Banks approaching $10 billion in assets have a big choice to make: stop or leap.

After the darkest days of the financial crisis, lawmakers and regulators picked $10 billion as a dividing line between small and large banks in areas such as interchange fees, stress testing and consumer protection.

That decision has created an inflection point for banks approaching the mark. They can commit to staying below $10 billion or pursue an acquisition that gets them solidly beyond the threshold. Tiptoeing over the threshold and into a world of more regulation makes little sense at most banks.

There are roughly two dozen banks with $8 billion to $11 billion in assets, according to the Federal Deposit Insurance Corp. Those banks are clearly plotting their strategy, analysts say.

"This $10 billion threshold is a bigger issue than people have realized and I think over time it will garner more attention from the industry," says John Barber, an analyst at KBW's Keefe, Bruyette & Woods.

At $10 billion in assets, a 22-cent cap on interchange fees created by the Dodd-Frank Act's Durbin Amendment goes into effect. Banks at that size also face stress testing, and the Consumer Financial Protection Bureau has started to take a closer look at those institutions.

MB Financial (MBFI) is planning to manage its assets to stay below the threshold for now, Mitchell Feiger, the $9.5 billion-asset company's president and chief executive, said during a conference call earlier this year. Instead, the Chicago company will focus on improving its balance sheet.

"Absent a meaningful acquisition, we'll probably remain under $10 billion for some time, which I view as a positive," Feiger said. "I think it has been very healthy for us to have that limit and it is forcing us to get the absolute maximum amount we can get out of our balance sheet."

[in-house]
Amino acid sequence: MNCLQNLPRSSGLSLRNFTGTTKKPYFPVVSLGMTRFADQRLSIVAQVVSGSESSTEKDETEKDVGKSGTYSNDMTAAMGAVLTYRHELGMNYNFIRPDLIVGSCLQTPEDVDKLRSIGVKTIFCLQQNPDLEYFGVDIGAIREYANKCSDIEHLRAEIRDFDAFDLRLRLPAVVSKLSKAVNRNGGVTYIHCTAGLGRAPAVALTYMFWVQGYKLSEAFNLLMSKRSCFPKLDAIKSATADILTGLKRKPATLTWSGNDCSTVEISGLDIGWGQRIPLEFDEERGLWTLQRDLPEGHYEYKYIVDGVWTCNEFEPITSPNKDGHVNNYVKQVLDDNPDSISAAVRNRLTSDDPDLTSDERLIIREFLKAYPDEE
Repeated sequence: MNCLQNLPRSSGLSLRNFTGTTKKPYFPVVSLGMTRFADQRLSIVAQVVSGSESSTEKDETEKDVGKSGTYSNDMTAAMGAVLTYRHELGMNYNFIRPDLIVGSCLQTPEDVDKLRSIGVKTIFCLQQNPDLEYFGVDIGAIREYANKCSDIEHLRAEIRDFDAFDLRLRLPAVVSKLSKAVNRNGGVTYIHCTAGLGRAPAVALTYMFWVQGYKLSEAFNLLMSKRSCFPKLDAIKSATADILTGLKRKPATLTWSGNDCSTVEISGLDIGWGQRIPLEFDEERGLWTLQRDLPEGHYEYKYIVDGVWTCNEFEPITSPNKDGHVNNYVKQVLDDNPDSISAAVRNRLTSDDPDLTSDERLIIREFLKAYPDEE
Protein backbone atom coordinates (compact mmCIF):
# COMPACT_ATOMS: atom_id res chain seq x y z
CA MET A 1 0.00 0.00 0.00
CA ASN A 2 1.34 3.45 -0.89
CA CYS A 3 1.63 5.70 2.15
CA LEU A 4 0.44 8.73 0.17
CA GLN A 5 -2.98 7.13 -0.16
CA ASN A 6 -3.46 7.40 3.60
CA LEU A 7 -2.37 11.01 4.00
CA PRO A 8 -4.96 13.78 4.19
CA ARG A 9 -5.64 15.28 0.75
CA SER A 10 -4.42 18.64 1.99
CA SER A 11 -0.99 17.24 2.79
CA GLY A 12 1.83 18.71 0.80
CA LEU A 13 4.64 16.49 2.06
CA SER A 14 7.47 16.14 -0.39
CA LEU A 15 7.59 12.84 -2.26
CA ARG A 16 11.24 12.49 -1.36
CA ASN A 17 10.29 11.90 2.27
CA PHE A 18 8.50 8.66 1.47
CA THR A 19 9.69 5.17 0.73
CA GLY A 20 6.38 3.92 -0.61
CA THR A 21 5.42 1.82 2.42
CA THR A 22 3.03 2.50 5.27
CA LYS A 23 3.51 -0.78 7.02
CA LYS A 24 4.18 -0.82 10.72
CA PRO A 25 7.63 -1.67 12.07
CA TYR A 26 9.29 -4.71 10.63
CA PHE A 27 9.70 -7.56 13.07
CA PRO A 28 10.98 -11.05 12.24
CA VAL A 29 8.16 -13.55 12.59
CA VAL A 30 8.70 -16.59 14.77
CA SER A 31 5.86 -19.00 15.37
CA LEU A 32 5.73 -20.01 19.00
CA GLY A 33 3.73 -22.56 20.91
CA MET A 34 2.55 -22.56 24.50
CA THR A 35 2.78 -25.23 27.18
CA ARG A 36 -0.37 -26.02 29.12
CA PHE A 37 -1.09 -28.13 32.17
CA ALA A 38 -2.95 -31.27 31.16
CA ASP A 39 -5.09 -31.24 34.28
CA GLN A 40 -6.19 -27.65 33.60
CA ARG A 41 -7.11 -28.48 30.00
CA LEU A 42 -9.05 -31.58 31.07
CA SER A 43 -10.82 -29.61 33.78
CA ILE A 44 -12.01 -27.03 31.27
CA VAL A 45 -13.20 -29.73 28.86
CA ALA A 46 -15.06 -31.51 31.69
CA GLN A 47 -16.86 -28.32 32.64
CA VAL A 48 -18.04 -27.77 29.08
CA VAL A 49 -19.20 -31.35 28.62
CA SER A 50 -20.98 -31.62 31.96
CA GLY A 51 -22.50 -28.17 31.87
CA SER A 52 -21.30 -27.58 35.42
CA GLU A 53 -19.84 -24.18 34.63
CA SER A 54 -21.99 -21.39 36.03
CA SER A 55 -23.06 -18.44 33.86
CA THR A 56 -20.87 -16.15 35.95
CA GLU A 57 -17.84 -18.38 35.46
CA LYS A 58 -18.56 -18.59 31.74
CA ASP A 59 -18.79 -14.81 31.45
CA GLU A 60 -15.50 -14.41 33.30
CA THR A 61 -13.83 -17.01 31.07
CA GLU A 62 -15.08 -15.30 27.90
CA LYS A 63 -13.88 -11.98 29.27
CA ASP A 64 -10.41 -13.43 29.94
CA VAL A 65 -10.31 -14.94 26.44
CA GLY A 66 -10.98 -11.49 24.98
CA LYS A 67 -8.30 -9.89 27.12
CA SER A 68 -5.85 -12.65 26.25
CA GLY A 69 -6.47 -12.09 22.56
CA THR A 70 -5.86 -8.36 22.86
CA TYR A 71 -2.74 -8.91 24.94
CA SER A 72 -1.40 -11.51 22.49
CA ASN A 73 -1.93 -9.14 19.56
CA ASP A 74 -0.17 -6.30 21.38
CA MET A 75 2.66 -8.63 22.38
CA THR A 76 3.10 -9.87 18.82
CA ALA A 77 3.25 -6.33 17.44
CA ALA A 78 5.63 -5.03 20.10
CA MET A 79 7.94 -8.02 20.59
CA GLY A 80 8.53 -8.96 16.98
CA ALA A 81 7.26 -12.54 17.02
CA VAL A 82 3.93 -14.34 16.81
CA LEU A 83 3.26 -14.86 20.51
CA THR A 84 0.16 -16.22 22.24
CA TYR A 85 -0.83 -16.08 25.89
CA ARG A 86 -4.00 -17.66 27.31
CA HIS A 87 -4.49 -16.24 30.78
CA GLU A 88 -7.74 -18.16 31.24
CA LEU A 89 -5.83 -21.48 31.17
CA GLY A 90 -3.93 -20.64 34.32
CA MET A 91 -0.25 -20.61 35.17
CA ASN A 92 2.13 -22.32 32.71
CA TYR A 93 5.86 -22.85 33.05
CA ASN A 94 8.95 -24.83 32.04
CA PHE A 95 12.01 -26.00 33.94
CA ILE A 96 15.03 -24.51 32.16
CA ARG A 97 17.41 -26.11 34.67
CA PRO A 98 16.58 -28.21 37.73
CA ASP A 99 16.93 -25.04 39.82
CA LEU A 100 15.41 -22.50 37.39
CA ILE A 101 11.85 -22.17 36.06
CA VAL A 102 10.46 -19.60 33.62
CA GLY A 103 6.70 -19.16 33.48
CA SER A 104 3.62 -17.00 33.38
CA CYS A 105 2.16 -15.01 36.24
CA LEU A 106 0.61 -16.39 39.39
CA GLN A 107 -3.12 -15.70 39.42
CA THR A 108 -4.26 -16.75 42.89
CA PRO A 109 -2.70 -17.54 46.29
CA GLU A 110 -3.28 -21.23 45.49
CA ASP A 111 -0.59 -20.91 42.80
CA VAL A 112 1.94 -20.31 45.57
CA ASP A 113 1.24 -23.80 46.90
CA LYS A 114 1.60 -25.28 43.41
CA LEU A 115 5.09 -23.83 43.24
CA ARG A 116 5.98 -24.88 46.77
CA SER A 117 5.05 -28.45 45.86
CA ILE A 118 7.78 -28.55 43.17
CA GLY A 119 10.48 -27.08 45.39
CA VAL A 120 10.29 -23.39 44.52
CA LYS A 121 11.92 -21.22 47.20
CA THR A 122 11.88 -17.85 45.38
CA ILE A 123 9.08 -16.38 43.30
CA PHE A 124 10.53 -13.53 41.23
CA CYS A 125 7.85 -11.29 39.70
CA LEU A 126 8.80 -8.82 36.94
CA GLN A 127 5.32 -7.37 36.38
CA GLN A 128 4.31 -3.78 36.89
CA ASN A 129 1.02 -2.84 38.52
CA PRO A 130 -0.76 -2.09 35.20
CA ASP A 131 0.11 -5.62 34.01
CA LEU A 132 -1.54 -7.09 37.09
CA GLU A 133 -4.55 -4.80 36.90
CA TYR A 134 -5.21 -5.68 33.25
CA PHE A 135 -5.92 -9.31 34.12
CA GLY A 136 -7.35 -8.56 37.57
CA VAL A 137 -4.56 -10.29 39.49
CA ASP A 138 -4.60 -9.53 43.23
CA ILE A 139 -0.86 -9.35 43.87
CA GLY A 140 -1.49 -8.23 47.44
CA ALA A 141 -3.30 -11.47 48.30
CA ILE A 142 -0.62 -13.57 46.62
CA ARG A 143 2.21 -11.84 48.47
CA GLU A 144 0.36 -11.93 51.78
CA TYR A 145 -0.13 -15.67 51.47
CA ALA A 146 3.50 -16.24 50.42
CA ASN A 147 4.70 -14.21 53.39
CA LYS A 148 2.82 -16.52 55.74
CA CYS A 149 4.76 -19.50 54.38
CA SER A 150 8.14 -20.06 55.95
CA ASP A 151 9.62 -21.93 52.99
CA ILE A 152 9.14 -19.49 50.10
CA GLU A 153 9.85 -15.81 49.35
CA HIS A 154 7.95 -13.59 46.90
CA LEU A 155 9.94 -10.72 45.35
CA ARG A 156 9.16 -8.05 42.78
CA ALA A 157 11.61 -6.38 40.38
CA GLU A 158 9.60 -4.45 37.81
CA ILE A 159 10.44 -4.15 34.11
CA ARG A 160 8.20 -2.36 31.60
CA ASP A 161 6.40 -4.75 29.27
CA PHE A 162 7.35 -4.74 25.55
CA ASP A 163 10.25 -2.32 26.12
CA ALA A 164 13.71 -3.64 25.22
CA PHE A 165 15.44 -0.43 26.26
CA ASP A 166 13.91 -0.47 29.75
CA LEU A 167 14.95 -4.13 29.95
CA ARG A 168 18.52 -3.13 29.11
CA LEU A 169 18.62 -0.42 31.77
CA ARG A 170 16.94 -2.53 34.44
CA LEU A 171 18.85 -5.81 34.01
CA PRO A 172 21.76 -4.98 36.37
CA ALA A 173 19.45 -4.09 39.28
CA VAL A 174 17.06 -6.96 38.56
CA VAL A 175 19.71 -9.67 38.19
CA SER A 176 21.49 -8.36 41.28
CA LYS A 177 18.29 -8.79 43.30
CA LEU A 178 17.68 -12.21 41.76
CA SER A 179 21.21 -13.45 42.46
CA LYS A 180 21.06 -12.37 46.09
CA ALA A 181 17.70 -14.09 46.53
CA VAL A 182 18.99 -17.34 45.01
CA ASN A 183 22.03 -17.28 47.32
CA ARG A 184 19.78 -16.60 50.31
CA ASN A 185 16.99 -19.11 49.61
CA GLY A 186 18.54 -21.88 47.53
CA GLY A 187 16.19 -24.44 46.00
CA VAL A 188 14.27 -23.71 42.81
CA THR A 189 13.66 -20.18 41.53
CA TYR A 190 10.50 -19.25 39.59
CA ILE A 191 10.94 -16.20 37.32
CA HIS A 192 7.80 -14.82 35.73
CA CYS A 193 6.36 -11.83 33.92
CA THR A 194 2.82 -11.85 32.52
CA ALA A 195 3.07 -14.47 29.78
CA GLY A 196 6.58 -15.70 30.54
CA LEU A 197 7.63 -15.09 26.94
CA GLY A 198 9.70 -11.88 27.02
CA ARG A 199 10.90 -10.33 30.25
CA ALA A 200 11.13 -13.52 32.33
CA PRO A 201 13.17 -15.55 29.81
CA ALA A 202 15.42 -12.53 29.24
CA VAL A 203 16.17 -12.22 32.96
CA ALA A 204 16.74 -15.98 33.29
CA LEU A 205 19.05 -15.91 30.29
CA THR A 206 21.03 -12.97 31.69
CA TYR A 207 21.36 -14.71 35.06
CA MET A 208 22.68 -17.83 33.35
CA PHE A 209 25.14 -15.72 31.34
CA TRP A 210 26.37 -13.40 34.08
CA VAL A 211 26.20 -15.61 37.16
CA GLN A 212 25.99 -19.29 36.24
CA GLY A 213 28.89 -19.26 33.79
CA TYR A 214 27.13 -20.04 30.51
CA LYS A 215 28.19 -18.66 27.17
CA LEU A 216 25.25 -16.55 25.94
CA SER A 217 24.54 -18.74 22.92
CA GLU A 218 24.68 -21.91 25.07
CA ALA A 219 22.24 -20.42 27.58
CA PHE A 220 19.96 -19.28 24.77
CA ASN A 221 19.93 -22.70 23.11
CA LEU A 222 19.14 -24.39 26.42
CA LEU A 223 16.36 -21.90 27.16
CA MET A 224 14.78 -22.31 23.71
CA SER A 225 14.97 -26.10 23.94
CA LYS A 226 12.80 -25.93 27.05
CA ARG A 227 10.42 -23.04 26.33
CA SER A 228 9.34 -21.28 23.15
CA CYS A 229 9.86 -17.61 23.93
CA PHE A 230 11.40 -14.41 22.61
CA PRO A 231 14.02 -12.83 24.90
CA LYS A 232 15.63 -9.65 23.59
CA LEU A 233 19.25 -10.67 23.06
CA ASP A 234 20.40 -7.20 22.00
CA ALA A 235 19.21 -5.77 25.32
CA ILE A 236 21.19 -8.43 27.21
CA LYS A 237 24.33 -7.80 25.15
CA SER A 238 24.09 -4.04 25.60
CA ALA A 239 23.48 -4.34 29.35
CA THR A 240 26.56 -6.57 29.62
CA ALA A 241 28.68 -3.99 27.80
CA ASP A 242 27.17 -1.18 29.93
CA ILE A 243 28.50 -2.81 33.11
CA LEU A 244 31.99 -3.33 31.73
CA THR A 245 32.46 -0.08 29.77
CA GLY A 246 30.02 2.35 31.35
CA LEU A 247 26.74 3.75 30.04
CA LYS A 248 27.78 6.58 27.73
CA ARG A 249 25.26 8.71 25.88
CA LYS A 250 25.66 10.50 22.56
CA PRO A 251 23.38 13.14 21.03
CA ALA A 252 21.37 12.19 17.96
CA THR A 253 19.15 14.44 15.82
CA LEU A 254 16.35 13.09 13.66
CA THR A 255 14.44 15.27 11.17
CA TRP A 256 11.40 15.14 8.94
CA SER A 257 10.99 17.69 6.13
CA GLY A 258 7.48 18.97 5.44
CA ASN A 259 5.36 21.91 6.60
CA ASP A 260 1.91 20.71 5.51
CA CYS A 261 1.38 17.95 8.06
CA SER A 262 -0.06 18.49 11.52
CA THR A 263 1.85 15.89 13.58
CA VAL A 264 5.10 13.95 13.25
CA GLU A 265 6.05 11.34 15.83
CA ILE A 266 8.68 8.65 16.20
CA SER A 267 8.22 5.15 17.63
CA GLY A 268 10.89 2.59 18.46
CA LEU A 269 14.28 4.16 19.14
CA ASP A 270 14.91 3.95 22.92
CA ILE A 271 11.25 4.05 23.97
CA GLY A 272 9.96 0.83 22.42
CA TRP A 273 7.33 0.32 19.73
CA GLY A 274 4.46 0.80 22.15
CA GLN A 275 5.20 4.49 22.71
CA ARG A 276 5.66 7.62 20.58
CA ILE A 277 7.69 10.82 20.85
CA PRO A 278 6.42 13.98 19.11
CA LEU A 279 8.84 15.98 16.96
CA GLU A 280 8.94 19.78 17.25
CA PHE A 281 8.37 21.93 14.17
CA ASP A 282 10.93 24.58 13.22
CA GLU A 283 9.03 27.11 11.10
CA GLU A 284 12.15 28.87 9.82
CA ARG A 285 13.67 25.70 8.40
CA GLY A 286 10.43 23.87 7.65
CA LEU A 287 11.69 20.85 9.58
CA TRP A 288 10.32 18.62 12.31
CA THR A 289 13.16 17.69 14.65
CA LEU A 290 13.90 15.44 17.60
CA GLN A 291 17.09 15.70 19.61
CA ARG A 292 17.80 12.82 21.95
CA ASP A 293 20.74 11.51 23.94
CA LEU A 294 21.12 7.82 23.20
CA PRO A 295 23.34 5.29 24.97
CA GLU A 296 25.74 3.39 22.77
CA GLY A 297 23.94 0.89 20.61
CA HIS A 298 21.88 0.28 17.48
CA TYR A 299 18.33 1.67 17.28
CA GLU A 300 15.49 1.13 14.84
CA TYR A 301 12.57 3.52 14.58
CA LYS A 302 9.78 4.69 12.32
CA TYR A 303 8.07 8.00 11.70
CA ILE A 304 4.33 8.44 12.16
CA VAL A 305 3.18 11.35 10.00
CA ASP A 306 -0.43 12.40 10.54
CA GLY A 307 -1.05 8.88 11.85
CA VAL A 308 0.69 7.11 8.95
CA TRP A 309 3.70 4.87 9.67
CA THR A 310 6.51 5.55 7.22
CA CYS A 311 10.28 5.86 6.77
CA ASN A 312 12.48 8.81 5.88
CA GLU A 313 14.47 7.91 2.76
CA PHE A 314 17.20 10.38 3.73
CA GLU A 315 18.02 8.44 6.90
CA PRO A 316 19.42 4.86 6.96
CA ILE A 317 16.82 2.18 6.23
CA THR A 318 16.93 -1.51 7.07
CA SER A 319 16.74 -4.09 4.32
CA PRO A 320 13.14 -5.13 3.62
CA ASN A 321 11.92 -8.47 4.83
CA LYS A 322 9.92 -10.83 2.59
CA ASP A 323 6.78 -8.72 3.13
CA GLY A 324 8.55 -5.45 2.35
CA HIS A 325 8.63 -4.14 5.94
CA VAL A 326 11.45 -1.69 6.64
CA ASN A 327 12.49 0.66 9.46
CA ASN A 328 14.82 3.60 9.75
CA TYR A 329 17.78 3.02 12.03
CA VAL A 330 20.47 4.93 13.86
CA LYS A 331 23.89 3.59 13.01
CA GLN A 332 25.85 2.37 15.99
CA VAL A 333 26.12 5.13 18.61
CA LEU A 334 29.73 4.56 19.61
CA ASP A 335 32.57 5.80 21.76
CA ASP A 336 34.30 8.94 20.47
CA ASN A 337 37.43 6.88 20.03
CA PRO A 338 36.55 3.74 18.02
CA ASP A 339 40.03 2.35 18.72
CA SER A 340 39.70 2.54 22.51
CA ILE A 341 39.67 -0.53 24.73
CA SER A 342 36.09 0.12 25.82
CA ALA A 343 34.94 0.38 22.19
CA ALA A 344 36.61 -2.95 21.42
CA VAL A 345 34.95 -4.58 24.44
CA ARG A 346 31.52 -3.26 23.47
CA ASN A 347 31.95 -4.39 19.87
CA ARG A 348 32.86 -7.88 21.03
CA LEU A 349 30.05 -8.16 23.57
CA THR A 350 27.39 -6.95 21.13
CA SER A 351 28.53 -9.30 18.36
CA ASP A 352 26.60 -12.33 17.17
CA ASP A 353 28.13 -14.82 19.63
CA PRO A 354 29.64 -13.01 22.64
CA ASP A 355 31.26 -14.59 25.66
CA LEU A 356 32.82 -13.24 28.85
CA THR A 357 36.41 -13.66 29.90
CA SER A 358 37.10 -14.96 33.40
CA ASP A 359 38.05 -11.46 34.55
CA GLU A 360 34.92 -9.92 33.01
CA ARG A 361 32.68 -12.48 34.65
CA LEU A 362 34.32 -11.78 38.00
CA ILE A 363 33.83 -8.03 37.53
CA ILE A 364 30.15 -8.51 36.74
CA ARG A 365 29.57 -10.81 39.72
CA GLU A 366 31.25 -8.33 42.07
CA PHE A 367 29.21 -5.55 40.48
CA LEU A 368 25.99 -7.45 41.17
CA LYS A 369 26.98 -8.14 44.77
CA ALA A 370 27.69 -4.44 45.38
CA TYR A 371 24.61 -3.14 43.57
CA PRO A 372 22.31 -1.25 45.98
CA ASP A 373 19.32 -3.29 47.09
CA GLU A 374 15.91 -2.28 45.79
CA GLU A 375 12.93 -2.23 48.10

Still, MB will have no choice but to cross the mark, Feiger said.

"It will be impossible for us to stay under $10 billion and continue to provide the earnings growth that people want and are entitled to," he said. "At that point we will probably let loose … of our balance sheet size and let it grow."

Like MB, Trustmark Corp. (TRMK) in Jackson, Miss., decided it would not cross $10 billion in assets until it found a meaningful acquisition. Such a deal materialized in May, when the $9.9 billion-asset company agreed to buy the $2.2 billion-asset BancTrust Financial (BTFC) in Mobile, Ala., for $55 million.

Trustmark struck the deal because BancTrust had a good franchise that bridged a gap between Florida and Mississippi, Gerard Host, Trustmark's president and chief executive, said in an interview Tuesday. Putting the bank well above the threshold was another benefit.

"We had intentionally held below that mark until other alternative arrived," Host said. "So it was fortunate it came up."

Host said the biggest impact is the interchange fee cap. Trustmark had calculated that the cap would cost it $7 million of annual revenue, a small fraction of the more than $500 million in revenue Trustmark had last year.

While a relatively small hit, it is a hit nonetheless. "It is revenue that you still have to make up somewhere," Host said.

The $10 billion-asset threshold could also cause more banks to consider selling before they draw more regulatory scrutiny. The $9.7 billion-asset Citizens Republic Bancorp (CRBC) could fall in that category.

The Flint, Mich., company, which has returned to profitability, is believed to have hired an investment bank to help it consider selling, Bloomberg News reported earlier this month.

Citizens declined to comment, but analysts say the company might see the $10 billion mark as an inflection point with a multitude of outcomes. "We don't know if it is for sale, but maybe they are considering options A, B and C and option C is a sale," says Terry McEvoy, an analyst at Oppenheimer.

Citizens could still opt to become a buyer, McEvoy says.

"If they are looking at that $10 billion threshold, I'd expect that they would want to get … to $15 billion quickly to offset some of the earnings pressure," McEvoy says. "It would put them in a position where scale matters."

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